Or he could crawl in from the west-by-north and get a bit of afternoon sun on his face. The outlook at this angle was down and onto the beach. The storm had left behind a sizeable lagoon. He wouldn’t mind seeing the famous mermen frolicking in it when they decided it was safe again to be outside.

The life-suit surprised him with a burst of errant color. Maybe caused by his errant thoughts and feelings? < Discharging excess energy in a I-am-safe situation. > So, another thing about the suit useful to know. What had possessed him to think he was ready to start gallivanting out in the wilderness?

Waking after he had inevitably fallen asleep while he sunned himself, his suit smugly let him know its condition. < My exterior colour, sand, shaded and sun-touched > Which was a great saving when he saw the many legs, bare, tall and small, walking up to the edge of the cliff.

Thank you, Sard thought at the suit. He allowed his gaze to travel up the legs, past the thigh-length skirts, and past the bare breasted chests in a hurry, to the faces. Could these be the rest of the mermen’s tribe? Didn’t look like any mer-people he’d ever imagined. The adults, all of them women, dragged various small kids back from the steep fall and sent them to sit on a bunch of rolled-up mats.

How good was it that he was still invisible? < You + I are continuous with the background >
But which meant that because he was practically among them, he wouldn’t be able to slide backward into the rock shelter without shifting the sand or his shadows. Better stay put.

No, he was wrong. One person could see him, a girl probably of an age with him and Srese. She stared at him with wide startled eyes. Someone called out, and she turned her head to attend. He watched her like a hawk. She moved away without saying anything about him, as far as he could tell, because the rest of the women continued to ignore him.

Her eyes were a sparkling green and he guessed her to be shorter than him by about half a head. Her hair was warm-dark, wavy, overlaid with silver. Her skin texture reminded him of the smooth inner layer of mulbry tree bark. And, she was bare breasted. His heart galumphed.

He hardly allowed his eyes to rove—he definitely didn’t want the whites of his eyes to be seen by the flat-breasted older women—the girl’s breasts, with rosebud nipples, were small and neat and separated by the bag-strap that she wore diagonally across her chest, with the bag sitting on her hip. She wore a ragged mini-skirt made of strips of a soft floppy fabric nothing like any sort of silk or tree fibre.

He stared, not breathing, while waiting to be noticed by the rest of the women or children. But they didn’t. Nobody took any notice of him whatever. Nobody saw him except her. Vaguely he was aware he should be asking why she could see him.

Also, a stronger feeling was that surely he was due for some rest and recreation? He was getting desperate for relief from the work of living in reality. Ten minutes holiday is all I ask. He waited all of a minute for a sign from the universe to tell him his request was not granted.

Nothing. Nix. Nada. No answer. He chuckled. It is all in who you ask and how you phrase it, Sard-Man. He relaxed. His suit made him a magic man. And here were his players. He could finally dream up his future. The first step was watch watch watch and know his target. Figure of speech, that. No time now to think up a more appropriate word. Breathing lightly now he stared covertly at the women congregating at the lip of the cliff.

Or was that covetously? He chuckled again. He was on track. Bet the women discussed the state of the beach, or what was left of it. He’d been surprised too. Apart from the lagoon in the angle made by the cliff curving round at the south end, there was a narrow strip of sand along the foot of the ridge where it faced the waves. That strip was all that was left of dry land. Misstep and you might be sucked out to sea in the still vicious backwash.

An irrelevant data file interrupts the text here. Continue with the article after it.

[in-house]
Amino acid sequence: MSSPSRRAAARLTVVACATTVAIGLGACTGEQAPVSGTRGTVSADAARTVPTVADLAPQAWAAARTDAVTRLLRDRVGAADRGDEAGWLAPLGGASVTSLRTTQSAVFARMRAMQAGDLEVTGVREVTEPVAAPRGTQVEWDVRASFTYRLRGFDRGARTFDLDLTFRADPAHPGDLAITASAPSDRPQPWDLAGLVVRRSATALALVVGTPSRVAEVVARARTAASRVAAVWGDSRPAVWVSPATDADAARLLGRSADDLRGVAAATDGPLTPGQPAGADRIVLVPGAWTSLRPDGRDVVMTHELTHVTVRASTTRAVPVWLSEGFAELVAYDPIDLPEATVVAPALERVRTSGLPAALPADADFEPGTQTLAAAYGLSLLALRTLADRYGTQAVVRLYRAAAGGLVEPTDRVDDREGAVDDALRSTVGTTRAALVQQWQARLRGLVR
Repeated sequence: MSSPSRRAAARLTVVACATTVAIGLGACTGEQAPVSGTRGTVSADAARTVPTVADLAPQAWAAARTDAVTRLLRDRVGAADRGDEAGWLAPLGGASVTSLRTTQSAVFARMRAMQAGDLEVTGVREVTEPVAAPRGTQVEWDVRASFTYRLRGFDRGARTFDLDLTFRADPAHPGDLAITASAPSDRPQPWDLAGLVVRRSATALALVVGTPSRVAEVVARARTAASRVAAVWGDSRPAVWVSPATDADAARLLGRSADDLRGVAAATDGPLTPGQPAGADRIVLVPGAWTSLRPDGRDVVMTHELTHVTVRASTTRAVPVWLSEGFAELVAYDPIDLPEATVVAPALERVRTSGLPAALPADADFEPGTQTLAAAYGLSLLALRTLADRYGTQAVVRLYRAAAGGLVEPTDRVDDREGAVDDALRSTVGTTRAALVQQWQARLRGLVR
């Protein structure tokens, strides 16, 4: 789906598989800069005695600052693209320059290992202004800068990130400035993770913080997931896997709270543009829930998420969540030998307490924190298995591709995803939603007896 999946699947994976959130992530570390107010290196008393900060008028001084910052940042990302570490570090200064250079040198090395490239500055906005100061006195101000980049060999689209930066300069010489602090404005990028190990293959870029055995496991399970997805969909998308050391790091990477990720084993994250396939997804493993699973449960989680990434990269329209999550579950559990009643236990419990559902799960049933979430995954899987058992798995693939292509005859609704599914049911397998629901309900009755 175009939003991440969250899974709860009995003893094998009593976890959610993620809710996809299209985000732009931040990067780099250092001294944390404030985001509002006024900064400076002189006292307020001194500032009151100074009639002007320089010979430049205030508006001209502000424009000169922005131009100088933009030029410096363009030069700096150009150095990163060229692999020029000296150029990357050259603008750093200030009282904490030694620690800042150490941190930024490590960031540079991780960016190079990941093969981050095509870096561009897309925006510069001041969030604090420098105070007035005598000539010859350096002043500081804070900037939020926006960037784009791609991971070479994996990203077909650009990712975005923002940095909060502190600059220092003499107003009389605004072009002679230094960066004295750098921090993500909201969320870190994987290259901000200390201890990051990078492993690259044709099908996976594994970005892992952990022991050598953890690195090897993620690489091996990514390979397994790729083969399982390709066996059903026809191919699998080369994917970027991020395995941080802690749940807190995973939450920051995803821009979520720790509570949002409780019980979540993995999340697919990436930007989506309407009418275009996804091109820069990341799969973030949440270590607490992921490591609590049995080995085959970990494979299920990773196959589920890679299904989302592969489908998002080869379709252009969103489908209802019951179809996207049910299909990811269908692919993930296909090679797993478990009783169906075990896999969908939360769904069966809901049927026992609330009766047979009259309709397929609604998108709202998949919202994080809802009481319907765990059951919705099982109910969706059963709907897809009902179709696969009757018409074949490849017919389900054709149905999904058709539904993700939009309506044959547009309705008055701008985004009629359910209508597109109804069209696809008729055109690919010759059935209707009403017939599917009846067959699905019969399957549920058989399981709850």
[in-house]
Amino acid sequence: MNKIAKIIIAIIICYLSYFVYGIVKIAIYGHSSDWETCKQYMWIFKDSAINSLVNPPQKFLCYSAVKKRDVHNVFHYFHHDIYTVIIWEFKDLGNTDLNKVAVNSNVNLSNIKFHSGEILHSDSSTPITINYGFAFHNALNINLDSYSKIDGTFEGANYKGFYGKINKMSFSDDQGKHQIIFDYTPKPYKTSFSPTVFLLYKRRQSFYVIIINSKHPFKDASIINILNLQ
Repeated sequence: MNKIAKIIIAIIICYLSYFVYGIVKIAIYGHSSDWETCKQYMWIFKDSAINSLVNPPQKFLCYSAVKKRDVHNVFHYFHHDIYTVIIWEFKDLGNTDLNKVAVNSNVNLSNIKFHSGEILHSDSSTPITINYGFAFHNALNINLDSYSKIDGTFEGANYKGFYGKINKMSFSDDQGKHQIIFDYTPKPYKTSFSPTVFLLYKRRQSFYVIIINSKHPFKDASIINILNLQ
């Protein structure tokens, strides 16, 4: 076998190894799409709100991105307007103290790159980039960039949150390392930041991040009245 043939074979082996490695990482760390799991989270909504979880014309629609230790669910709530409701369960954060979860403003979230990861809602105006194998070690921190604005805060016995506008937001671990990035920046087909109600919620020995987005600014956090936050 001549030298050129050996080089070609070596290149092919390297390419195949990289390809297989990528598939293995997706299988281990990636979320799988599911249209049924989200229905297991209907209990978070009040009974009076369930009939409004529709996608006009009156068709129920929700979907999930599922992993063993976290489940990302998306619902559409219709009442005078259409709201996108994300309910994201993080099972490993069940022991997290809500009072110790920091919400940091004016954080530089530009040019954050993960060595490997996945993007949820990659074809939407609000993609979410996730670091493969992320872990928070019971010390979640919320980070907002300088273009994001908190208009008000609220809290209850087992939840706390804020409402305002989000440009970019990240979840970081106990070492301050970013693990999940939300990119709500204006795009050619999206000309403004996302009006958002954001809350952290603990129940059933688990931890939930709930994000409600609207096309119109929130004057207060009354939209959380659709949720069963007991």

One of the women, with her hands around her mouth, shouted, “Coo-ee!” Another shrilled a long sequence of sounds. They attempted to contact someone at the caves? Sard filled in the details he couldn’t see. By and by everyone sat down like they waited for the tide to ebb.

The three older women and the girl unrolled a large mat over them all. Protection from the sun was all he could come up with for a reason, though the wind still scudded busily among the waves.

Excitement gripped his belly when his girl—how he thought of her already—sat down nearest him, to hold up that corner of the mat. She drew it over her head, and down her curvy back with both hands, and lifted her sit-bones from her feet to anchor the mat under her sit bones. She glanced toward him again, sideways, seemingly to measure the distance between them.

She couldn’t have done that accidentally. Heat in his abdomen. She must be as interested in him as he in her. It was like she’d already started to separate herself from the rest of them by showing so much interest in him. Too bad he couldn’t creep closer. He shouldn’t be discovered before he had the kite and knew how to use it escape with them both.

The woman under the next corner called out. “Ahni.” The girl twisted round to attend to her. Telling him that her name was Ahni. He loved it that she had a name not in the Name Book. He imagined her in his arms, soaring high on the wind as they traveled to a place where they’d make their new lives.

The timing was excellent. What with the way the entertainments usually played out, Sard was pretty sure Gammy would keep Ahni and her people until they had been milked of all the novelty they presented. Sard would be using that time to practice the kite. He’d be ready for Ahni and waiting at the top of the path, when the women and children were turned away. As this was the only way back up onto the uplands.

The idea of leaving home was suddenly exciting. With her he wouldn’t be lonely or an outcast because he’d—or rather they—would be the ones deciding where they’d go. She’d given him the best best motivation to leave.